Note: This review originally ran during Dallas International Film Festival. I’m re-running it now because Beautiful Boy opens in limited release today.

Day Two at Dallas IFF got off to a slower start than I intended, as I ended up spending the afternoon on the phone and buried in my computer working. I worked straight through lunch and dinner, finally emerging from my hotel room in time to make it over to the Angelika for the Centerpiece screening of Beautiful Boy, which premiered at Toronto last year and is being released by Anchor Bay in NY and LA sometime soon.
Read the full article »

SIFF Review: Microphone

This charming, energetic film out Egypt — shot before the recent Middle East revolutions — had its inception in the director, Ahmad Abdalla, wandering the streets of Alexandria like a tourist, when some graffiti caught his eye. A little research revealed the graffiti artist to be a 19-year-old girl, and thus was planted the seed for Abdalla to make Microphone, a film about the vibrant underground art and music scene — street art, metal bands, and hip-hop artists, skateboarders and filmmakers — in Alexandria.

Abdalla chose to tell a fictional tale based on the real stories he gathered from the art scene in Alexandria, so what we have here is, essentially, roughly fictionalized re-tellings of the stories the artists told about themselves. This lends the a sense of realism to the story of a prodigal son of a retired musician returning home to Alexandria to uncover a world he never knew existed.
Read the full article »

Review: !Women Art Revolution

Quick! Can you name three women artists?

I’m taking a brief break from my immersion in SIFF films to talk to you about !Women Art Revolution, a compelling documentary that opens today in NYC, which explores the dawning of the feminist art movement through archival footage and spontaneous interviews gathered by director Lynn Hersham Leeson over 40 or so years. And even if you think you know everything there is to know about feminism and art, I can pretty much guarantee you will learn something you didn’t know watching this film.
Read the full article »

Quote Unquotesee all »

It shows how out of it I was in trying to be in it, acknowledging that I was out of it to myself, and then thinking, “Okay, how do I stop being out of it? Well, I get some legitimate illogical narrative ideas” — some novel, you know?

So I decided on three writers that I might be able to option their material and get some producer, or myself as producer, and then get some writer to do a screenplay on it, and maybe make a movie.

And so the three projects were “Do Androids Dream of Electric Sheep,” “Naked Lunch” and a collection of Bukowski. Which, in 1975, forget it — I mean, that was nuts. Hollywood would not touch any of that, but I was looking for something commercial, and I thought that all of these things were coming.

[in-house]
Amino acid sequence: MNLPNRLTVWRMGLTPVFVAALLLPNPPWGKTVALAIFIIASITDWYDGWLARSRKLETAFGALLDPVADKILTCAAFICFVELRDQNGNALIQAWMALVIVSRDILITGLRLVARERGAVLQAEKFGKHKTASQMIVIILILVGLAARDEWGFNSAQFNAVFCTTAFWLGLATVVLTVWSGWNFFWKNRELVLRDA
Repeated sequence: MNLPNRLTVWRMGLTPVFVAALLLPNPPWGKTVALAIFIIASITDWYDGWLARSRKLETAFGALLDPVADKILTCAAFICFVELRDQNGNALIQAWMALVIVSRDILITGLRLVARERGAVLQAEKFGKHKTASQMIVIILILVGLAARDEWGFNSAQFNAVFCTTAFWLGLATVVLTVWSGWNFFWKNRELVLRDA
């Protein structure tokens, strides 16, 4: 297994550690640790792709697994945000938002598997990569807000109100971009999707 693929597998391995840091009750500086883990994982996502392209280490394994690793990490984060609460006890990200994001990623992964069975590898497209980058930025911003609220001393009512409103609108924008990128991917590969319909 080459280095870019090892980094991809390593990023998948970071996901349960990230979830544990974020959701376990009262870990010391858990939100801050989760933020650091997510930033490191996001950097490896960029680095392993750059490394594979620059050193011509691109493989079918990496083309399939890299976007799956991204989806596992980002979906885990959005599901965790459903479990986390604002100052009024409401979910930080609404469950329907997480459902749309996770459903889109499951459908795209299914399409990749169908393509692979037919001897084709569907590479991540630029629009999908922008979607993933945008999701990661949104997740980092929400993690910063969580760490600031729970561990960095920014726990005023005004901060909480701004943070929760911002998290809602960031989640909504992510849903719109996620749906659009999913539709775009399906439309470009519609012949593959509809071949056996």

There would be no Blade Runner if there was no Ray Bradbury. I couldn’t find Philip K. Dick. His agent didn’t even know where he was. And so I gave up.

I was walking down the street and I ran into Bradbury — he directed a play that I was going to do as an actor, so we know each other, but he yelled “hi” — and I’d forgot who he was.

So at my girlfriend Barbara Hershey’s urging — I was with her at that moment — she said, “Talk to him! That guy really wants to talk to you,” and I said “No, fuck him,” and keep walking.

But then I did, and then I realized who it was, and I thought, “Wait, he’s in that realm, maybe he knows Philip K. Dick.” I said, “You know a guy named—” “Yeah, sure — you want his phone number?”

My friend paid my rent for a year while I wrote, because it turned out we couldn’t get a writer. My friends kept on me about, well, if you can’t get a writer, then you write.”
~ Hampton Fancher

“That was the most disappointing thing to me in how this thing was played. Is that I’m on the phone with you now, after all that’s been said, and the fundamental distinction between what James is dealing with in these other cases is not actually brought to the fore. The fundamental difference is that James Franco didn’t seek to use his position to have sex with anyone. There’s not a case of that. He wasn’t using his position or status to try to solicit a sexual favor from anyone. If he had — if that were what the accusation involved — the show would not have gone on. We would have folded up shop and we would have not completed the show. Because then it would have been the same as Harvey Weinstein, or Les Moonves, or any of these cases that are fundamental to this new paradigm. Did you not notice that? Why did you not notice that? Is that not something notable to say, journalistically? Because nobody could find the voice to say it. I’m not just being rhetorical. Why is it that you and the other critics, none of you could find the voice to say, “You know, it’s not this, it’s that”? Because — let me go on and speak further to this. If you go back to the L.A. Times piece, that’s what it lacked. That’s what they were not able to deliver. The one example in the five that involved an issue of a sexual act was between James and a woman he was dating, who he was not working with. There was no professional dynamic in any capacity.

~ David Simon